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How sustainable is (my) Christmas tree?

No Christmas without a Christmas tree - but is it actually sustainable? For many, it is simply part of the family celebration: Decorating it is a fixed ritual that heralds the reflective season. At the same time, it is a painful sight to see all the trees lying by the roadside three weeks later. This begs the question: How sustainable is it to cut down 30 million trees every year - just for the Christmas season?

Christmas tree

Are Christmas trees problematic at all?

Around 90% of Christmas trees in German households also come from Germany; they are grown especially for Christmas and are actually climate-neutral: because when they are burned, only as much CO2 is released as was previously stored.

However, it is problematic that most trees come from monocultures on which pesticides, herbicides and mineral fertilizers are used. This pollutes the climate and endangers numerous animal and plant species.

What are the alternatives?

Alternative 1: Regional and organic

Increasingly, there are trees that are marked with FSC, Naturland or Bioland seals. In addition, they should come from the region.

Every year, the non-profit organization Robin Wood compiles a list of hundreds of sales outlets throughout Germany. You can find the current list here.

Christmas tree disposed
Organic trees also do not live too long, but do not pollute the environment in production

Alternative 2: In the pot

Theoretically, a tree in a pot can be used for several years or planted in the garden in the spring. The idea sounds great, the implementation is not so easy.

In order for the tree to actually survive, you should pay attention to several things:

- Choose the right variety (the popular Nordmann fir, for example, is not suitable for this).

- Make sure that the tree has grown in the pot from the beginning . Trees that are dug out of the ground often have injured roots and therefore much worse chances of survival.

- Accustom it slowly to the room temperature: If possible, place it in the hallway or conservatory for a week before moving it to the warmer living room. After a maximum of 10 days, you should slowly accustom it to the cold again and then bring it outside.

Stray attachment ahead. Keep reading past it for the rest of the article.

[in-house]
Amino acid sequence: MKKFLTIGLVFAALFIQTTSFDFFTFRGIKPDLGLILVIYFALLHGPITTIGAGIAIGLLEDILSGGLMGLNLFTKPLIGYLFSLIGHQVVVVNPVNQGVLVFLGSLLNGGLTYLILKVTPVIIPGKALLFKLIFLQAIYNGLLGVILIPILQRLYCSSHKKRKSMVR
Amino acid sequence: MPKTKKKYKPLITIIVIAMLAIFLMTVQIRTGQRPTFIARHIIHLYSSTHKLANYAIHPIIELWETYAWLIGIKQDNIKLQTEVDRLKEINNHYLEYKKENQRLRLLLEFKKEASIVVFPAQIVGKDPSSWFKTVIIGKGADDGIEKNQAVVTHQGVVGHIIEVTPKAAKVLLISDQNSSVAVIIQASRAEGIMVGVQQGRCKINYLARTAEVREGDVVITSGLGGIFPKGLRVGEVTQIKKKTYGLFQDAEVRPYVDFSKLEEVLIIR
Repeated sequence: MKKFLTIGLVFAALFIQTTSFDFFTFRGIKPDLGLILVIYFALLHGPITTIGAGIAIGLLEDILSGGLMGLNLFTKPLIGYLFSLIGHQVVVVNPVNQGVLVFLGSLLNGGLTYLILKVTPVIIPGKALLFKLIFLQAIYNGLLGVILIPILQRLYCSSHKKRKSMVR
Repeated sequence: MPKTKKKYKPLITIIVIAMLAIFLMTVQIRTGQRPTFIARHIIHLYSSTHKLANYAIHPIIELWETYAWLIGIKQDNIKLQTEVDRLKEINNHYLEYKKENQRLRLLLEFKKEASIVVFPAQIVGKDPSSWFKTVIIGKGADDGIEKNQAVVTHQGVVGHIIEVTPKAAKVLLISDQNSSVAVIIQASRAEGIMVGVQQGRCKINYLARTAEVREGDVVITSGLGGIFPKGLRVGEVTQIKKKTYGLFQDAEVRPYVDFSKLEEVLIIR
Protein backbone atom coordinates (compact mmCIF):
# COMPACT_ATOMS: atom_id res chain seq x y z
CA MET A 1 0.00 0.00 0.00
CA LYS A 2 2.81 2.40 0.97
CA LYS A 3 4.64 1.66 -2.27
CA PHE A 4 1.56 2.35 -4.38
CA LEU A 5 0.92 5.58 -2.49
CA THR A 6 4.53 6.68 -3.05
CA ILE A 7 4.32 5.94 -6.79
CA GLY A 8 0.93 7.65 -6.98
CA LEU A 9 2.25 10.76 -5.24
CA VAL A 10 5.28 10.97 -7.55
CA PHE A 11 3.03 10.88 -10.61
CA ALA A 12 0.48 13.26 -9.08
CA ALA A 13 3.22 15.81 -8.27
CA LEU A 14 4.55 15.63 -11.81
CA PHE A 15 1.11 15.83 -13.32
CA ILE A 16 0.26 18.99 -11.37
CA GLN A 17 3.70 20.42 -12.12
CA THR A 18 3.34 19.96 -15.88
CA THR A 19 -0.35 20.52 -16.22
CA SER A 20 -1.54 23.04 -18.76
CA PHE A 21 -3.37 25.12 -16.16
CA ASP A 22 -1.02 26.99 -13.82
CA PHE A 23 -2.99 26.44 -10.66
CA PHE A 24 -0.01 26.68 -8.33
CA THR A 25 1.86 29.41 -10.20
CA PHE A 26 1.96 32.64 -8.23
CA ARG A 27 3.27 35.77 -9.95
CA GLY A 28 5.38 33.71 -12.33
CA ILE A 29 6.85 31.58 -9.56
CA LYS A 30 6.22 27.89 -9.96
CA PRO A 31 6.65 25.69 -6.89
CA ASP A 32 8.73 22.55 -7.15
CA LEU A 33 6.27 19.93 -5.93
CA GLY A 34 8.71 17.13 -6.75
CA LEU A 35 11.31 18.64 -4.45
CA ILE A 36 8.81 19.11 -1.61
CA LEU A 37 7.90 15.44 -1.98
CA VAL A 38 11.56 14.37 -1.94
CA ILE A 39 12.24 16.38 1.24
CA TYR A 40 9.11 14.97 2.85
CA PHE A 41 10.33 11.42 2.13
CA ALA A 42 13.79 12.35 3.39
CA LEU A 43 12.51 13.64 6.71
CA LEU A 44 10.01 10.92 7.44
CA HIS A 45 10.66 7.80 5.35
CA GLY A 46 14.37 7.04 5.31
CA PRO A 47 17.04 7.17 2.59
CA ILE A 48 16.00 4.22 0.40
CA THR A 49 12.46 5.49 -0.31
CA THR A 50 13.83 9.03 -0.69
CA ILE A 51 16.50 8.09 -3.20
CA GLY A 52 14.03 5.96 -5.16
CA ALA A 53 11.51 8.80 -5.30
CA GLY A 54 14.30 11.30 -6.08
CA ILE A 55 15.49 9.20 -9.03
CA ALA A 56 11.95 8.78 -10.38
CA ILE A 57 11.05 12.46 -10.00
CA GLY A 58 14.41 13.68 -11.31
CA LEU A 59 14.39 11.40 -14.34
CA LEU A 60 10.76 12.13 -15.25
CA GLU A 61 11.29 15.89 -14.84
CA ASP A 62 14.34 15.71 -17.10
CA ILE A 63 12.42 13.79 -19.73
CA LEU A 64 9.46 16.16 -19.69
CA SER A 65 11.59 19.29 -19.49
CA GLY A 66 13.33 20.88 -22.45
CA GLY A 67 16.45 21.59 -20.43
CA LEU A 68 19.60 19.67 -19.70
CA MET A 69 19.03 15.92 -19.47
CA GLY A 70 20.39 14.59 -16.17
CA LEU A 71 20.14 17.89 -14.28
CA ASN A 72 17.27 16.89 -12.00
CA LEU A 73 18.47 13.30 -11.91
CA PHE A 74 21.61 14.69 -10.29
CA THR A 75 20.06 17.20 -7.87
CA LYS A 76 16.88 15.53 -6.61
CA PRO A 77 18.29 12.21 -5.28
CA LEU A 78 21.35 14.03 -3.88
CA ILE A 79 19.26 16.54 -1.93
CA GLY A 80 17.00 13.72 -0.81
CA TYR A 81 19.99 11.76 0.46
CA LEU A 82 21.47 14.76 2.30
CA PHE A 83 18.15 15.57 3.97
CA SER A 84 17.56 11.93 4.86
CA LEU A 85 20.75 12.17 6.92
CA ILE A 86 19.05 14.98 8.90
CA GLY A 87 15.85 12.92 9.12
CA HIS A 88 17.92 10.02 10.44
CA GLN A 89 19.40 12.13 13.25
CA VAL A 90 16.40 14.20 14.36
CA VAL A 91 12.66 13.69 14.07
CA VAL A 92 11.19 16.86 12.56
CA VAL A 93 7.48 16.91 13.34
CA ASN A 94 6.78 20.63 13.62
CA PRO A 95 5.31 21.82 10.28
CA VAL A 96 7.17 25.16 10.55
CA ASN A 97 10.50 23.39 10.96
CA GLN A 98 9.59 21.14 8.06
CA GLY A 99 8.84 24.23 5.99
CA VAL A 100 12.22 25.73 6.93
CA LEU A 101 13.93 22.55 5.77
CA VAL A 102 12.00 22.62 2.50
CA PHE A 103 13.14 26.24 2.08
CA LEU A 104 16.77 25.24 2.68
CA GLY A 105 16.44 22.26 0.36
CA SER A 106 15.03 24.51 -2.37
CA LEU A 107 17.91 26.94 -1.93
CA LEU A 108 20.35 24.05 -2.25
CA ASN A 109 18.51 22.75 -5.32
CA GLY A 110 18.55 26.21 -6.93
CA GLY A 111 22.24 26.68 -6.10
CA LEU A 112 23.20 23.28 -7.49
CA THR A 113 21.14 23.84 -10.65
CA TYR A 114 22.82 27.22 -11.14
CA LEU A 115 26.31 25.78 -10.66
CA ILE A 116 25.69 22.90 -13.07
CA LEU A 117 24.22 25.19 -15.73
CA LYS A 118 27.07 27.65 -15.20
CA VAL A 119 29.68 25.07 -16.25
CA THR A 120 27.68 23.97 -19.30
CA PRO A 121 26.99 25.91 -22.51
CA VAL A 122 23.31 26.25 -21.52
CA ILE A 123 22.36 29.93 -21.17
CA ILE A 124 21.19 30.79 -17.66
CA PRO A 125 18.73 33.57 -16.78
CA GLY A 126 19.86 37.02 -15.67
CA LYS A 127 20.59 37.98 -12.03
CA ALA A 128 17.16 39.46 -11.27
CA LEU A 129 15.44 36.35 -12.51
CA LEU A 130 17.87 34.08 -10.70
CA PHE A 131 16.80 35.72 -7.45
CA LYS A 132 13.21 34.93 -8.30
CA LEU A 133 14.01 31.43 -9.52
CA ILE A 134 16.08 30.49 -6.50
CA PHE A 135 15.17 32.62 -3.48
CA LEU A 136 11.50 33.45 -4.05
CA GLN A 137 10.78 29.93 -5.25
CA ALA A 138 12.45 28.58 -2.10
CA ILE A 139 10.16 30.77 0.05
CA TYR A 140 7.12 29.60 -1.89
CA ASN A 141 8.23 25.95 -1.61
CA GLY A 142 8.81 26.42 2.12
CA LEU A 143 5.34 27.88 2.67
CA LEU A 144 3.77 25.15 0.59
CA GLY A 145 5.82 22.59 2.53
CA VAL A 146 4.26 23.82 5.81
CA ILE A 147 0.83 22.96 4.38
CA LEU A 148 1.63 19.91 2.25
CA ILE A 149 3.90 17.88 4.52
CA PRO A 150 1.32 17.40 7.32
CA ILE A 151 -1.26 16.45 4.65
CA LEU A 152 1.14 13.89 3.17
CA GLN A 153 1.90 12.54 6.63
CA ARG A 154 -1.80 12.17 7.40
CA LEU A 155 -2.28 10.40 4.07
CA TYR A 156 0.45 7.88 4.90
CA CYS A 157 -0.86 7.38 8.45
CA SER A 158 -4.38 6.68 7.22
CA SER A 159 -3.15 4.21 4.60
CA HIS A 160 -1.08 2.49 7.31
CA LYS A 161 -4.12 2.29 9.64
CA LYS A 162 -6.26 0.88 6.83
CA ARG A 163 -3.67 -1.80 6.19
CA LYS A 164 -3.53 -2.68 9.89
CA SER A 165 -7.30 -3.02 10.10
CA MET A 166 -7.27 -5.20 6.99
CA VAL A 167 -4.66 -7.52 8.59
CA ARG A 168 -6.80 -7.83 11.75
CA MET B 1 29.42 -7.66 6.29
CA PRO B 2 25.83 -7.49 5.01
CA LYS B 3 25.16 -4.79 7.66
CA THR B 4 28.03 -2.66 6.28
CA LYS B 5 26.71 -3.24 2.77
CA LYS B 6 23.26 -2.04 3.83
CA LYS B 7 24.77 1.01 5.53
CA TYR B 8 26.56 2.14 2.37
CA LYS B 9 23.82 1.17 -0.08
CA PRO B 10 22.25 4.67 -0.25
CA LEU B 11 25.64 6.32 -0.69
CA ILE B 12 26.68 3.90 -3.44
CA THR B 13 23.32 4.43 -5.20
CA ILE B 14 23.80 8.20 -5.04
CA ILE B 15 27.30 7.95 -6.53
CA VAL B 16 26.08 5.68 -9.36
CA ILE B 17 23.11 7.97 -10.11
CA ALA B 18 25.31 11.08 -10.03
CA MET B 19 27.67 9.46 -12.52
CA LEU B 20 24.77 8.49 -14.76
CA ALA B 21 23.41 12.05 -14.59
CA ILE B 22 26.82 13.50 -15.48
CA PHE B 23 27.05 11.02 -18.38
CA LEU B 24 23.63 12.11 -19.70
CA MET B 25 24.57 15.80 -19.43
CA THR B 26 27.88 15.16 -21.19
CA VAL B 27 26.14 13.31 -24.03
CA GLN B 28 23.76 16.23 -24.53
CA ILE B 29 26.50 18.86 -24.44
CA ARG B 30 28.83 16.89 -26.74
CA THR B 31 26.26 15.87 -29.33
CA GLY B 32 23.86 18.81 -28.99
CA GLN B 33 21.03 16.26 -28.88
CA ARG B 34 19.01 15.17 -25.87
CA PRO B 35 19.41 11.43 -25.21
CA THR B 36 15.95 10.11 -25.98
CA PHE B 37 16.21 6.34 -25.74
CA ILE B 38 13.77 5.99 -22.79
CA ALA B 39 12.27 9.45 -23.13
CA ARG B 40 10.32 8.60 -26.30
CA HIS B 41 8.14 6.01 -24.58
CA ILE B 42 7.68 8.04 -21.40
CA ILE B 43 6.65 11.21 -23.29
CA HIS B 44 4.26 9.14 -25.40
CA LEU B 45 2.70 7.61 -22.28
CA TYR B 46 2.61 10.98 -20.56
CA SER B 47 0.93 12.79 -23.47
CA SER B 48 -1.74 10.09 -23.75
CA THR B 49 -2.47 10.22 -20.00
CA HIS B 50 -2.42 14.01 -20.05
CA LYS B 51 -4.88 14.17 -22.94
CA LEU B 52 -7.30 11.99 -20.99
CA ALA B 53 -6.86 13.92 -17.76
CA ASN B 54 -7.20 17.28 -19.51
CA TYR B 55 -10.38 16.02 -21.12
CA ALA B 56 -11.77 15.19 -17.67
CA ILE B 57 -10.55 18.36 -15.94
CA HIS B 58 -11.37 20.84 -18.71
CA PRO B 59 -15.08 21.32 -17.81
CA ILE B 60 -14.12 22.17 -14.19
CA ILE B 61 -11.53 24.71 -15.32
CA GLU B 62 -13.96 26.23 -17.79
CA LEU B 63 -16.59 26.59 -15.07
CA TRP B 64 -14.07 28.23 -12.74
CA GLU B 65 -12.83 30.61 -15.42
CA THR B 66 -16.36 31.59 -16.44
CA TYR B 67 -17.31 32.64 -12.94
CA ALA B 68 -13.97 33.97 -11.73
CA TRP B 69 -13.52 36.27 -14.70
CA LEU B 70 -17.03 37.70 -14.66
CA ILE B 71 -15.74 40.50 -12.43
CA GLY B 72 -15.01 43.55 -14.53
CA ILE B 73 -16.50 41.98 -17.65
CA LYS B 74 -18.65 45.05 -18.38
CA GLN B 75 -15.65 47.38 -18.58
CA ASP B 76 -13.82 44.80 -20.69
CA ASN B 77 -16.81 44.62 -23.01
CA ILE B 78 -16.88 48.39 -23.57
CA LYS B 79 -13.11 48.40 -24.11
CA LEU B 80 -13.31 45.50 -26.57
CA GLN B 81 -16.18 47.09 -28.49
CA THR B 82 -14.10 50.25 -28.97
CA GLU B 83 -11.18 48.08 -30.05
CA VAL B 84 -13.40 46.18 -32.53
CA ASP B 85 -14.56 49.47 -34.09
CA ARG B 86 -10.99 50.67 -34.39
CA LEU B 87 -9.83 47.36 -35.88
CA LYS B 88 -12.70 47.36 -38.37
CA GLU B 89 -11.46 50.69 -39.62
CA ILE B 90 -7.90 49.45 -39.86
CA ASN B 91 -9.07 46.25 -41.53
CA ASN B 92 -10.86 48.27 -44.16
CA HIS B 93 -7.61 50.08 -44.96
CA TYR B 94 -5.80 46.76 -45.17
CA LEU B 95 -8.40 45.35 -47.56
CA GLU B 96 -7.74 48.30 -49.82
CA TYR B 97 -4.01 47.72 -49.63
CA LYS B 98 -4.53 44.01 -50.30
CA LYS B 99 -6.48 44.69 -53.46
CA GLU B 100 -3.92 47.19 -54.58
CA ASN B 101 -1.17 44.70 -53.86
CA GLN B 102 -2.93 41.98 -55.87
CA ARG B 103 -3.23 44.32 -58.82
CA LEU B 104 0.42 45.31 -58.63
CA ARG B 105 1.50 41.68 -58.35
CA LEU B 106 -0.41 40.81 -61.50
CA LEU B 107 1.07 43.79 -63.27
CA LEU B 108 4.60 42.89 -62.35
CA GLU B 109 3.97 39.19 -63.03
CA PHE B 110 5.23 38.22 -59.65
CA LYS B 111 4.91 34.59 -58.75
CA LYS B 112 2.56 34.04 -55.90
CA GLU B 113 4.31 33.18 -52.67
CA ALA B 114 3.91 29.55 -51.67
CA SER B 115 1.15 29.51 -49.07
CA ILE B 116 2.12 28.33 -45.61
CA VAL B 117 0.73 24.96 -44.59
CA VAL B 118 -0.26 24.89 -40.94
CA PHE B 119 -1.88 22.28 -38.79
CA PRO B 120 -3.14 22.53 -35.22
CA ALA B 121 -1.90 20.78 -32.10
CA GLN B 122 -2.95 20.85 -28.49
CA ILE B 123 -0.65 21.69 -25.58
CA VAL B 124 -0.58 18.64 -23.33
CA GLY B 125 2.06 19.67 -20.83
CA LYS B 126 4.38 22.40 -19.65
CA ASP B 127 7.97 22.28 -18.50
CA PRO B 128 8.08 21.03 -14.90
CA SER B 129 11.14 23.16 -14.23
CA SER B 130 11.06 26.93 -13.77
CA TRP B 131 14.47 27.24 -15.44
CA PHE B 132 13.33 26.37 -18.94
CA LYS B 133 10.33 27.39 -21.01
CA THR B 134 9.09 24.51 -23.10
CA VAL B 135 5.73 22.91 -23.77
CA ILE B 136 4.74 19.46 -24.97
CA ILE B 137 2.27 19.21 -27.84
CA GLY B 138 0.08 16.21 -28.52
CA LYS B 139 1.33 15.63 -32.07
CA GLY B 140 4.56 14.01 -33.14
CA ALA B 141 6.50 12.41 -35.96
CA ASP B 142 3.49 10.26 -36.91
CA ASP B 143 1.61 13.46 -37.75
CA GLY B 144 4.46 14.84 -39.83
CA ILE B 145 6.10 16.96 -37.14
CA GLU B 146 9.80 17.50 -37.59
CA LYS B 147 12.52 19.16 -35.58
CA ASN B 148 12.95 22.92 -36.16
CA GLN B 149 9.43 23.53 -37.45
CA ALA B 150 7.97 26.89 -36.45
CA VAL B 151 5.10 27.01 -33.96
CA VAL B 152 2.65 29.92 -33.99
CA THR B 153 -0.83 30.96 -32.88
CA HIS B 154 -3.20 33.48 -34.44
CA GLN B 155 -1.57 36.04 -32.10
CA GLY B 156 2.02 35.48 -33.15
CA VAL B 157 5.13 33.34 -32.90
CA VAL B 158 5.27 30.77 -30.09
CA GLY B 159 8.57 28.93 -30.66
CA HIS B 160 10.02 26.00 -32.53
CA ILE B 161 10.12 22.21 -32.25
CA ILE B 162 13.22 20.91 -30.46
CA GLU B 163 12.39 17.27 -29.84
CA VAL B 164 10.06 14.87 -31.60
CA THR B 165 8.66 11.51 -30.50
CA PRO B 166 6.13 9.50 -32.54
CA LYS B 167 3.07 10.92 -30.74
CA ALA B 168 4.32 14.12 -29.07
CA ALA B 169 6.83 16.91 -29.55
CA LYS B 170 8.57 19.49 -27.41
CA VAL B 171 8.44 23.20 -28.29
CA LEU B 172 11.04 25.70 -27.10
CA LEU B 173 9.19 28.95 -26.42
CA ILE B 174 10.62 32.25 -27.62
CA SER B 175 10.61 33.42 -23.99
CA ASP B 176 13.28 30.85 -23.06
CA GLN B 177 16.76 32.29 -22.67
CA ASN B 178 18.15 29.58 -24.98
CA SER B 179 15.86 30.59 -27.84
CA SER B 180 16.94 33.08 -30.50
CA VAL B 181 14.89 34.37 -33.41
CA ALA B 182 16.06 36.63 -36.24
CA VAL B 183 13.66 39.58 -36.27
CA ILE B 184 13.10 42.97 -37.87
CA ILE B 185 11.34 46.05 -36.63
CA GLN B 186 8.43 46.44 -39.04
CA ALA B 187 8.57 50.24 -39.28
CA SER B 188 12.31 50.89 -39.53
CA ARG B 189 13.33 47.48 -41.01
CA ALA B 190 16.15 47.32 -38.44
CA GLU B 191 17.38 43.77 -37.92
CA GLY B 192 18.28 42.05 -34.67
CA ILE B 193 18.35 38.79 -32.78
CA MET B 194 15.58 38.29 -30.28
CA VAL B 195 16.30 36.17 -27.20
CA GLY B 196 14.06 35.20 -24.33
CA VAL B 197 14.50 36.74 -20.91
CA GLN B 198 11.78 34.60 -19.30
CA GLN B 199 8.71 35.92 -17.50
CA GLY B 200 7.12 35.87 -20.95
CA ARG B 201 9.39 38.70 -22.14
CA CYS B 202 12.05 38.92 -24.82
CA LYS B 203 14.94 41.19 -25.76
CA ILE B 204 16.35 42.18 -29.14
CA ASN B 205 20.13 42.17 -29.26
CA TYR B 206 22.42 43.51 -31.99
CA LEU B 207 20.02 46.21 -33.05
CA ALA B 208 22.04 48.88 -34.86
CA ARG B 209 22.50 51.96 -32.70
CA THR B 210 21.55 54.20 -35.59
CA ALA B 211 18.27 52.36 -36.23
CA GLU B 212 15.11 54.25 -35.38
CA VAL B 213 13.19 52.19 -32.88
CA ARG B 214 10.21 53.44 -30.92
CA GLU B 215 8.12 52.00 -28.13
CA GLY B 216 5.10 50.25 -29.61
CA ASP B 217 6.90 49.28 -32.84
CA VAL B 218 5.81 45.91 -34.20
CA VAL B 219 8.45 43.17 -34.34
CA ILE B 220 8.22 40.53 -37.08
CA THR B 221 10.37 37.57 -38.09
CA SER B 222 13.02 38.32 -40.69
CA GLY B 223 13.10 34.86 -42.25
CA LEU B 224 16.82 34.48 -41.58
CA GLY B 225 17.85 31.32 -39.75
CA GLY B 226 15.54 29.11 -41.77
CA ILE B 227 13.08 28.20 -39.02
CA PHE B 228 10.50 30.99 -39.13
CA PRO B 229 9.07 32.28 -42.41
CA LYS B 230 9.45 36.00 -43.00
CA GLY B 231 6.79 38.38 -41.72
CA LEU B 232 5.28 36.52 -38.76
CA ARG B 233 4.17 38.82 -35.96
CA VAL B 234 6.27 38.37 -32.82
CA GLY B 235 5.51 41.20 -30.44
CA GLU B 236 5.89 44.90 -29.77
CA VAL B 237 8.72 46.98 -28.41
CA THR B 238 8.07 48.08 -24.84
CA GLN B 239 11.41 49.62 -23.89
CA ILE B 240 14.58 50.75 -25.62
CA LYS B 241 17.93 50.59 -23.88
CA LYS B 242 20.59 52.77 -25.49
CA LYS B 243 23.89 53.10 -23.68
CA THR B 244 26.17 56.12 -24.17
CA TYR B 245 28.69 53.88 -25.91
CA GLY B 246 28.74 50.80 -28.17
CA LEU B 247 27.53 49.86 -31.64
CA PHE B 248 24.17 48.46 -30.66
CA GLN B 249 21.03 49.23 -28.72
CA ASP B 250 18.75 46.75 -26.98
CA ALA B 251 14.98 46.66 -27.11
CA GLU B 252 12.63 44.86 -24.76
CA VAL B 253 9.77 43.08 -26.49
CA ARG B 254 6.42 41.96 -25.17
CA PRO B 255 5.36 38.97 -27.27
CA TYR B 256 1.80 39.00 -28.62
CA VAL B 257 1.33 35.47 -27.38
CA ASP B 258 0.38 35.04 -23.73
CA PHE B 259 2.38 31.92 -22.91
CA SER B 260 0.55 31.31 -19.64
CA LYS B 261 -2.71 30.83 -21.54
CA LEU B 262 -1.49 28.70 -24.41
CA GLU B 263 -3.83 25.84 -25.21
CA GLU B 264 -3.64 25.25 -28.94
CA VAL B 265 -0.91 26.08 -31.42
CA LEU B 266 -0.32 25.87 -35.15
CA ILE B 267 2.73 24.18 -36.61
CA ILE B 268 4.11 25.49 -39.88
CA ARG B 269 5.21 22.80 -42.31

By the way: Even with potted trees it makes sense to pay attention to regionality and organic quality.

made christmas tree
Creative, unique and space-saving: DIY Christmas trees

Alternative 3: Crafting

From fir branches, twigs or wood can be made tree alternatives, which you can also decorate beautifully.

Such "tree constructions" of wood can often be used for years or are made of natural materials that do not produce waste. They are often more stable and are also suitable for small apartments, which have little space.

There are no limits to creativity - and the DIY variant is unique in any case.

Alternative 4: Keihnachtsbaum®

This is a mixture of variants 1 and 3: You buy a wooden stand or "trunk" made of FSC wood that you can use for years. Every year, the tree is supplemented with fresh branches, which you either purchase regionally from the dealer or order online. The tree does not have to be cut down for the cut foliage - it simply continues to grow and helps the climate as a CO2 reservoir. And the advantage for you is clear: a tree made of real wood and fresh branches, including the scent of a Christmas tree!

Keinachtsbäume is available for purchase here: https://keinachtsbaum.de

Often not a good alternative: plastic

Plastic Christmas trees last for years and can replace many real fir trees. However, most of them are made in China and cause a lot of CO2 for production and transport. Various studies conclude that they only make up for this minus after 10 to 20 years of use.

CONCLUSION

Christmas without a tree has no magic? That is understandable. But there are definitely ways to pay attention to (more) sustainability, even with the Christmas tree.

Whether organic and regional, creative DIY or modular like a "Keinachtsbaum" - find out which variant suits you!